The Latest On The Senate Tax Bill vs. The House Version

Posted By on November 9, 2017

Confirming the leaks that occurred in the last hours, Senate Republicans just released their proposal for the tax bill and it is notably different from the House bill.

Here are the most notable highlights (more details below):

  • 20% permanent corporate tax cut delayed by 1 year
  • Complies with the $1.5 trillion cost (will cost $1.44 trillion)
  • Preserves 7 tax brackets: top tax bracket is 38.5%, down from 39.6%
  • Doubles standard deduction from $12,700 to $24,000 (married couples)
  • Ends state and local tax (SALT) deduction; keeps business deduction
  • Keeps the mortgage Interest deduction cap at $1 million
  • Preserve the estate tax, doubling the current $5.49 million exemption for individuals
  • Raises the child tax credit to $1,650 from $1,000
  • Sets 10% tax rate for US companies with IP in foreign low-tax jurisdictions
  • Full expensing of capital investments for five years
  • Preserves 401(k)s IRAs,
  • Sets repatriation rate at 12% for liquid assets, 5% for illiquid assets
  • Carried interest loophole unchanged
  • Electric Vehicle tax credit is spared (good news for Musk)

Tax Bill

Bloomberg details how the Senate proposal compares with the House version so far on some key areas, updated throughout the day:

 

INDIVIDUAL

Income Tax brackets

  • WHAT’S IN THE SENATE BILL: The Senate would include seven individual brackets of 10 percent, 12 percent, 22.5 percent, 25 percent, 32.5 percent, 35 percent and 38.5 percent. The last one would be a decrease from current law’s top individual rate of 39.6 percent. Thresholds for each bracket weren’t immediately available.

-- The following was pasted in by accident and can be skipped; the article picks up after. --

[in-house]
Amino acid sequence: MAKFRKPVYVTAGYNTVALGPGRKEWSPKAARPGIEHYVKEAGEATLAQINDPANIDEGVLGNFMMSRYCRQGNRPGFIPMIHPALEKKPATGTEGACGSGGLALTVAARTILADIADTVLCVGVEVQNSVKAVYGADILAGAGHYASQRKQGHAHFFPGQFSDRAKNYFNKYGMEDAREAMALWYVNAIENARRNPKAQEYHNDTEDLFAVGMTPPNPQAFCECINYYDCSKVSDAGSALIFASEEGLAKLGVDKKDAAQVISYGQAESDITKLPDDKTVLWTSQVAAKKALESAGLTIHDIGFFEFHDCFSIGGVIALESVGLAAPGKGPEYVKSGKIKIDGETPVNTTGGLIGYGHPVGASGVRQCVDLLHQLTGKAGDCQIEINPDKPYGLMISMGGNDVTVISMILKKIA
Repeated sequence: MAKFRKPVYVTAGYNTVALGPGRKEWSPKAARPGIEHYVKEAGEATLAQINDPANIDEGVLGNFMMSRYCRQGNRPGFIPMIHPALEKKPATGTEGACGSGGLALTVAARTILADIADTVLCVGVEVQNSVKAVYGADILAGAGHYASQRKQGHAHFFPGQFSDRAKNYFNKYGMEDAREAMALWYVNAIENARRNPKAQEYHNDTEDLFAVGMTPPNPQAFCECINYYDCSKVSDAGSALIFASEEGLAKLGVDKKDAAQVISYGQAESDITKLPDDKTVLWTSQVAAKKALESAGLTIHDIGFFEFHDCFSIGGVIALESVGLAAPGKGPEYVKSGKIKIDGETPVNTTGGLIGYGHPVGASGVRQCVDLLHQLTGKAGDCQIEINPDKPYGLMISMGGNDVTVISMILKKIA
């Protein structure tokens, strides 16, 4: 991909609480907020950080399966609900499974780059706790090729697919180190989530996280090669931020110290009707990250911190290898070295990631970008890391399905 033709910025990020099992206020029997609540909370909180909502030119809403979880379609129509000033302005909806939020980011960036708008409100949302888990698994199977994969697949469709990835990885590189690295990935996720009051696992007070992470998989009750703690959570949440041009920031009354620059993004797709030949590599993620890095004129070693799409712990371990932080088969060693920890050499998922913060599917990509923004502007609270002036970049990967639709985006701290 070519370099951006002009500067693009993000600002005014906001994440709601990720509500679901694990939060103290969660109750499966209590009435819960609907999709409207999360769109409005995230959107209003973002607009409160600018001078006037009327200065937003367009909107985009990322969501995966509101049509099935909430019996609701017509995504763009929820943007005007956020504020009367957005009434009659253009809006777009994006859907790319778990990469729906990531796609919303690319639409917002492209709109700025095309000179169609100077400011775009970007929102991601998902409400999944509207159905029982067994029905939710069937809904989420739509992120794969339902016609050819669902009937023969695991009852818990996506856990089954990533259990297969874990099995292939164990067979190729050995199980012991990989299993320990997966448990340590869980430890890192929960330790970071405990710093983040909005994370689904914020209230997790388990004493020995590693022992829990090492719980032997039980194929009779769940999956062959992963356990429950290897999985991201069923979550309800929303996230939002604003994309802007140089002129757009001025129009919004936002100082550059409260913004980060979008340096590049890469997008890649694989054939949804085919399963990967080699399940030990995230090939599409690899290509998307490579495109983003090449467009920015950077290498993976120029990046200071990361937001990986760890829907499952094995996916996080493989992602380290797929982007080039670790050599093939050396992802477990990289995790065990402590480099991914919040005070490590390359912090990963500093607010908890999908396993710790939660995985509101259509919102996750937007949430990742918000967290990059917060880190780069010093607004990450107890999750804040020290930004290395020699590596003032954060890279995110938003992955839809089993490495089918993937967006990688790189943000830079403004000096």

• HOW THAT DIFFERS FROM THE HOUSE: The House would shrink the number of brackets to four with these thresholds for married taxpayers filing jointly: 12 percent: $24,000 to $90,000; 25 percent: $90,000 to $260,000; 35 percent: $260,000 to $1 million; 39.6 percent: $1 million and up. The thresholds would be adjusted for inflation based on chained CPI, a formula that would subject more income to higher tax rates than under the regular consumer price index.

State and Local Tax Deductions

  • SENATE BILL: Eliminates state and local tax deductions for individuals, according to Senator John Hoeven of North Dakota.
  • HOUSE BILL: The deduction for state and local income taxes or sales taxes would be repealed, while the deduction for state and local property taxes would be capped at $10,000.

Home-Mortgage Interest Deduction

  • SENATE BILL: Preserve the existing mortgage-interest deduction for home purchases with up to $1 million of debt.
  • HOUSE BILL: The home-mortgage interest deduction would be reduced for new purchases to $500,000 of debt from the current $1 million. The bill would also limit the deduction to one principal home, ending the break for second homes.

Standard Deduction

  • SENATE BILL: Roughly doubles the standard deduction to $12,000 for individuals and $24,000 for couples.
  • HOUSE BILL: Same.

Medical Expense Deduction

  • SENATE BILL: Preserve existing medical expense deduction and enhance the standard deduction for the blind and elderly.
  • HOUSE BILL: Repeal the medical expense deduction.

Child Tax Credit

  • SENATE BILL: Expand the credit to $1,650 from $1,000.
  • HOUSE BILL: Increase the credit to $1,600 per child younger than 17 — up from $1,000 — and includes an additional $300 credit for each parent as part of a consolidated family tax credit.

Estate Tax

  • SENATE BILL: Preserve the estate tax while doubling the current $5.49 million exemption for individuals.
  • HOUSE BILL: The estate tax would end after 2023. Before then, the current $5.49 million exemption for individuals would be doubled.

BUSINESS

Corporate Tax Cut

  • SENATE BILL: A corporate tax-rate cut to 20 percent would be delayed by one year to January 2019, according to GOP Senator Bill Cassidy of Louisiana.
  • HOUSE BILL: The corporate income tax rate would be a flat 20 percent starting in 2018.

* * *

The question now is whether the Senate bill will pass the House, and while there are some grumblings about the corporate tax cut delay (which will force companies to minimize 2018 profits and boost them in 2019), there may be just enough support for it to pass.

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